The Pandemic's Impact on Credit Risk: Averted or Delayed?
The COVID-19 recession resulted in historic unemployment and a significant shock to much of the service sector. Despite these macroeconomic challenges, banks’ risk-based capital buffers remain high and the number of bank failures remains low. Government relief programs, including the Coronavirus Aid, Relief, and Economic Security (CARES) Act, both directly and indirectly helped stabilize bank balance sheets during the crisis.
Section 4013 of the CARES Act provided operational relief to financial institutions by giving them the option to not classify and account for certain COVID-19 modified loans as troubled debt restricting (TDR). Furthermore, it offered capital relief, as banks are not required to hold additional capital associated with past due loans. We use Call Report data to study recent commercial real estate (CRE) concentration dynamics and investigate their relationship with Section 4013 loan modifications. We document the recent increase in the CRE concentration and the simultaneous decrease in underlying loan quality, accompanied by the rapid increase in loan modifications during the COVID-19 recession.
Our model shows that banks’ CRE concentrations are positively associated with loan modifications. Furthermore, we find high levels of Commercial Mortgage Backed Security (CMBS) delinquencies and rising allowance levels for CRE as the U.S. economy exits the COVID-19 Recession. These risk factors could be early indicators of future increased credit losses and possible bank stress. Since the true quality of the modified loans will be revealed to regulators, per the CARES Act stipulations, only 60 days after the pandemic emergency end date or the end of 2021, our work provides insights into the types of portfolios where the poor loan quality problem is likely to be particularly acute.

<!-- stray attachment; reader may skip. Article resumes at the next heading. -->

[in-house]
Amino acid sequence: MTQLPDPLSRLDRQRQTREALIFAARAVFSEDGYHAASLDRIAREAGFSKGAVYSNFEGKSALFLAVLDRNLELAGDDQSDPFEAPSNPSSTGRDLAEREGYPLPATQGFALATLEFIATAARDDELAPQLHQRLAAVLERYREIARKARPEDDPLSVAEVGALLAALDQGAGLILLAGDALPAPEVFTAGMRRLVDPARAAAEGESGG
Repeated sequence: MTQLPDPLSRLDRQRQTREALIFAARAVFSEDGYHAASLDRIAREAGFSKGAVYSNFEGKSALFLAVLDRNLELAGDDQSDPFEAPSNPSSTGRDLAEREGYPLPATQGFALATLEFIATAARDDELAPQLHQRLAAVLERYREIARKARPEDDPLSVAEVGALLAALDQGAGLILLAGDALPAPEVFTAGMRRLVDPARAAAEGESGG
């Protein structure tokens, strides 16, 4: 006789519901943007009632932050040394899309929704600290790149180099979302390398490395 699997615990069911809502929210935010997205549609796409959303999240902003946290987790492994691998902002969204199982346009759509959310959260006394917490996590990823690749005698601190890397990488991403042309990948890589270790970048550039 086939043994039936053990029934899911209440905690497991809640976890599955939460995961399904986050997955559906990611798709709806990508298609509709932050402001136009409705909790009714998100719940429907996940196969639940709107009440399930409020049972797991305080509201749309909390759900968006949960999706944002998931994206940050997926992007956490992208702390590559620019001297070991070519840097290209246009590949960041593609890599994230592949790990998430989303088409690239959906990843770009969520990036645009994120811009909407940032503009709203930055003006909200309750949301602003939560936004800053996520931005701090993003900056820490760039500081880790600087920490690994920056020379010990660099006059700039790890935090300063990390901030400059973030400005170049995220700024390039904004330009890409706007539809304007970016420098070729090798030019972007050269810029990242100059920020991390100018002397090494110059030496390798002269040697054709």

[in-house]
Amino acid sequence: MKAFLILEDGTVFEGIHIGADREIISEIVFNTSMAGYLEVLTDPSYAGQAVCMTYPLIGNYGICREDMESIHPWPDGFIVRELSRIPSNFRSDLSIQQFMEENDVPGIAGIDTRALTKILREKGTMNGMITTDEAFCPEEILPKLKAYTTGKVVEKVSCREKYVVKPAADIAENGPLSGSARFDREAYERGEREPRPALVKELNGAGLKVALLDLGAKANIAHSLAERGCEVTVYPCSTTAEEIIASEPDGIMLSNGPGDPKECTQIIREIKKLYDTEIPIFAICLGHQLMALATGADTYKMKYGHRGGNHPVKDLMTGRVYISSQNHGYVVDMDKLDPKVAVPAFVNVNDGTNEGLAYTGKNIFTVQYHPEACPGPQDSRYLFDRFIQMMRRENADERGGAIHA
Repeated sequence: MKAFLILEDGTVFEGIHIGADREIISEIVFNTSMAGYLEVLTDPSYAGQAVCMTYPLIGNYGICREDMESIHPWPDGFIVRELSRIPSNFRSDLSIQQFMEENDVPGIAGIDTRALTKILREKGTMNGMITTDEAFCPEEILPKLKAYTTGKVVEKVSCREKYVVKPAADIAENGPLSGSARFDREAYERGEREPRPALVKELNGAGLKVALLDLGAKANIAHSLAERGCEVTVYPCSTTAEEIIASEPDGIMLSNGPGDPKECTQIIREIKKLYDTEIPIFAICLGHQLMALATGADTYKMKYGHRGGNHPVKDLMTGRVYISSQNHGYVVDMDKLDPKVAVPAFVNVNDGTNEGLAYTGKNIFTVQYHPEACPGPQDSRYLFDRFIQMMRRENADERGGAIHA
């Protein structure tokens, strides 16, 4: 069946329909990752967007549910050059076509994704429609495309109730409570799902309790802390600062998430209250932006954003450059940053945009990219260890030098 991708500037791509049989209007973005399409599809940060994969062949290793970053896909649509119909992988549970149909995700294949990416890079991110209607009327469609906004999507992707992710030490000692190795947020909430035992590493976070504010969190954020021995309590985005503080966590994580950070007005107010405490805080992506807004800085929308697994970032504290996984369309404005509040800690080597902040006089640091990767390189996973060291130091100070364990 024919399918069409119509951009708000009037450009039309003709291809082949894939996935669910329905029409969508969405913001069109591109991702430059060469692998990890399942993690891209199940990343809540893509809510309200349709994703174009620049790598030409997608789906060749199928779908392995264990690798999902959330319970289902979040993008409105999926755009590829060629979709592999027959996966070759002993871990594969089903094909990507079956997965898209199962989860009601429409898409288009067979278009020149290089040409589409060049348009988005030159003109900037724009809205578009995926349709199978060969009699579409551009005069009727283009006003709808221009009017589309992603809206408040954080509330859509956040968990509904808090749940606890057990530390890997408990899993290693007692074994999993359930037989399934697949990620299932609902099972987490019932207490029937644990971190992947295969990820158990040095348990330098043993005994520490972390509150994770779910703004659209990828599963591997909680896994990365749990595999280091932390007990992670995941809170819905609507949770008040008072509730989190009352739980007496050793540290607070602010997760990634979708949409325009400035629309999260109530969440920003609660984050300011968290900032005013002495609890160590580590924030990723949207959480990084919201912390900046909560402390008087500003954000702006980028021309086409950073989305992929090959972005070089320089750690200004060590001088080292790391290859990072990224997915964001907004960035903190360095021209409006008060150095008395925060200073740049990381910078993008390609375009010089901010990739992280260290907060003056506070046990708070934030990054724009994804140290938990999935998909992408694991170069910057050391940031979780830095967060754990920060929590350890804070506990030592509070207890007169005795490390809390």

About the Authors
Sung Je Byun is a research economist in the Supervisory Risk and Surveillance division at the Federal Reserve Bank of Dallas.
Aaron Game is a senior financial institution policy analyst at the Federal Reserve Board.
Alexander Jiron is a senior financial institution policy analyst at the Federal Reserve Board.
Pavel Kapinos is a senior research economist in the Supervisory Risk and Surveillance division of the Federal Reserve Bank of Dallas.
Kelly Klemme is a senior data scientist in the Banking Supervision and Regulation Department at the Federal Reserve Bank of Dallas.
Bert Loudis is a senior financial institution policy analyst at the Federal Reserve Board.